AeroWesty From United States of America, joined Oct 2004, 20559 posts, RR: 62 Posted (1 year 2 months 3 days 16 hours ago) and read 3242 times:
I've been noticing a trend of people backing into parking spaces lately. It's been catching my eye as I once had to take the fault for backing into a car in the lane in a parking lot, when the lane had been clear when I began backing up.
The other day I went to pick up a colleague at his hotel, and noticed that almost half of the cars were parked backwards in the spaces that were at 90° angles to the driving lane. So I've been giving it a try, and I actually like it. It's taking some getting used to—I've set up the controls for Driver #2 on the car for side mirrors down so I can see the lane markers at the touch of a button—but it's not that difficult.
There seems to be a reason for it, it cuts down on parking lot accidents (good for me!), and is safer in terms of being able to see people, especially children who might be in your path.
Quote: "When backing in, I have to drive past the slot, then back in. On my way past it, I can look in the slot to ensure it is clear. I have situational awareness, so it is pretty safe to back in. When I leave, I just have to drive out and that is safer than backing out. If I don't back in, when I leave I have to back out into what is basically unknown traffic."
Backing into traffic in parking lots is more hazardous than you might think. Parking lot crash statistics are a bit hazy, particularly for crashes involving only property damage, but a study by the Insurance Institute for Highway Safety in 2001 and 2002 found that 14 percent of all damage claims involved crashes in parking lots (some number of which must have involved vehicles moving in and out of spaces).
As the article from slate.com asks, if the logic of back-in parking is so clear, why doesn't everyone do it?
DarkSnowyNight From United States of America, joined Jan 2012, 1356 posts, RR: 3
Reply 1, posted (1 year 2 months 3 days 16 hours ago) and read 3228 times:
I generally back in, for the reasons mentioned, and also that I like it more that way.
As well, where I live, there is a slight incline out front, so it's just as easy to roll by it in N, let the hill take my momentum, and slide back into my spot(s). I also drive a standard, so this (backing in in general) makes it easier to remember to leave my car in R after I've set the brake.
Posting without Knowledge is simply Tolerated Vandalism... We are the Vandals.
Generally no, but I will often pull through a vacant adjacent spot. The only exception is when there is a big event where people will be leaving at once, like a sporting event. In that case I figure it's worth the time and effort to not have to back out later.
Why do Aerospace Engineering students have to turn things in on time?
tugger From United States of America, joined Apr 2006, 5523 posts, RR: 8
Reply 9, posted (1 year 2 months 3 days 14 hours ago) and read 3098 times:
I often do back in and one of the primary reasons is to maximize the space for me to open my door get out. With the advent of narrower parking spaces and since most people still pull in nose first, I can make the passenger-side to passenger-side much tighter than usual giving enough space to open my door and get out.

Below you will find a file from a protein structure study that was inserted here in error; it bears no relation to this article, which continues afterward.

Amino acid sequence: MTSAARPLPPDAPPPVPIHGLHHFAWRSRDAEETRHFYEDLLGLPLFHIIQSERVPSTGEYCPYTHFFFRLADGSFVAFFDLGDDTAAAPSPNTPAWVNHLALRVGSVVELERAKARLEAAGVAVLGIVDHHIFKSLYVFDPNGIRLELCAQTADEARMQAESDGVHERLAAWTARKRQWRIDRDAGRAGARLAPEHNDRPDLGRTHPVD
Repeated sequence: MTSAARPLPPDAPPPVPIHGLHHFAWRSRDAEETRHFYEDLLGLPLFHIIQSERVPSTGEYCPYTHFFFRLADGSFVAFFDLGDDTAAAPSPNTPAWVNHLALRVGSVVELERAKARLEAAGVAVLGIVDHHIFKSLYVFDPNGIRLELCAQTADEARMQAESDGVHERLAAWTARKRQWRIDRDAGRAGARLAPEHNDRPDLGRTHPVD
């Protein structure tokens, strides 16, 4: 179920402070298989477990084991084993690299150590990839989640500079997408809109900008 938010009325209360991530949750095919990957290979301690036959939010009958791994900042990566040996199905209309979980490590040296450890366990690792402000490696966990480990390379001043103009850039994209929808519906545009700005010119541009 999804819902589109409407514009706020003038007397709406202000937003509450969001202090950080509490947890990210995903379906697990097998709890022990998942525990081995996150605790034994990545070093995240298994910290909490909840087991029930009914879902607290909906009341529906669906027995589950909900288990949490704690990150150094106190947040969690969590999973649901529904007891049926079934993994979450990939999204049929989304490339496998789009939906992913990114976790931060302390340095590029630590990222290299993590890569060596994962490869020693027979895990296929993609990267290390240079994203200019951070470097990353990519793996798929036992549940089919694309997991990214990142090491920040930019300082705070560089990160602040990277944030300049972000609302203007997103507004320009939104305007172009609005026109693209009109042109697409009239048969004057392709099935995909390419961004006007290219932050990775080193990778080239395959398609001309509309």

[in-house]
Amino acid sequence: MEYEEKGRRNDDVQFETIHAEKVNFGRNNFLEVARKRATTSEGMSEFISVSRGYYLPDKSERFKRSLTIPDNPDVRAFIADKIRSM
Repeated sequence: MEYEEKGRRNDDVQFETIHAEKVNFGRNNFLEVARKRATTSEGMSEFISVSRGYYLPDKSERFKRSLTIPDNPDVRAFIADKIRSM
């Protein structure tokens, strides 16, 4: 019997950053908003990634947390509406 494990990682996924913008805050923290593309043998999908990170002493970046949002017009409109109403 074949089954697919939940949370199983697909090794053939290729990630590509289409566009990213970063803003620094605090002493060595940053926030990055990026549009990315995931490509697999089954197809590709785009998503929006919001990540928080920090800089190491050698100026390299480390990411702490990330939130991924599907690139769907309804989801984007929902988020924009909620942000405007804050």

Quoting photopilot (Reply 5): IMHO, if you can't back into a parking spot using just the mirrors,
While I use my mirrors to monitor my spacing I always begin with twisting and looking backwards outside to ensure things are OK. I have a back-up camera as well but would never just rely on it.
I don’t know that I am unafraid to be myself, but it is hard to be somebody else. -W. Shatner
Interesting. Somehow, having learned how to drive almost 40 years ago, this phenomena of parking backwards has completely passed me by. (Not that Driver's Ed at school nor my driving test back then was any great shakes.) We were only taught how to parallel park.
I've driven through a double-length space before, like mentioned above, but then pulling out into the lane front first has felt as unusual as sitting backwards in a plane during takeoff.
WESTERN737800 From United States of America, joined Feb 2008, 693 posts, RR: 2
Reply 12, posted (1 year 2 months 3 days 12 hours ago) and read 3048 times:
I never backed in much til I started hanging out with a couple friends who do it all the time. I like it, my parking spot at home has a slight uphill incline so I back up to the concrete stop then go forward about a foot that way when it snows I can back up and get a run at it if I need to. I really like if If I ever have a dead battery and need a boost.
StuckInCA From United States of America, joined Oct 2005, 1957 posts, RR: 0
Reply 15, posted (1 year 2 months 3 days 10 hours ago) and read 2968 times:
I figured this had more to do with rear wheel drives in snowy/icy areas and old habits. Meaning that a rear wheel drive that's been snowed/iced in takes work to drive out but not if you're going forward.
Not too many on the west coast part back in. A large percentage in the midwest do.
cptkrell From United States of America, joined Sep 2001, 3220 posts, RR: 12
Reply 16, posted (1 year 2 months 3 days 9 hours ago) and read 2925 times:
Well, down here in the sticks, a lot of goobers back in to the saloon parking lots because they don't want their plates to be "read", but more oftenly it's because they don't want a jealous girfriend to I.D. the vehicle (remember, about 75% of the pickemup trucks around here are white, and chicks can't tell a GM from a Ford from a Dodge, but they CAN remember the ""XXX" on the plate!).
Seriously (actually, the above IS serious) when I'm at a Home Depot or such knowing I'm going to buy something six or eight foot long, I'll pull ahead into a parking space so as not to worry about backing into a traffic "hunter" lane. Otherwise, I'll usually back in. Ahh...visibility.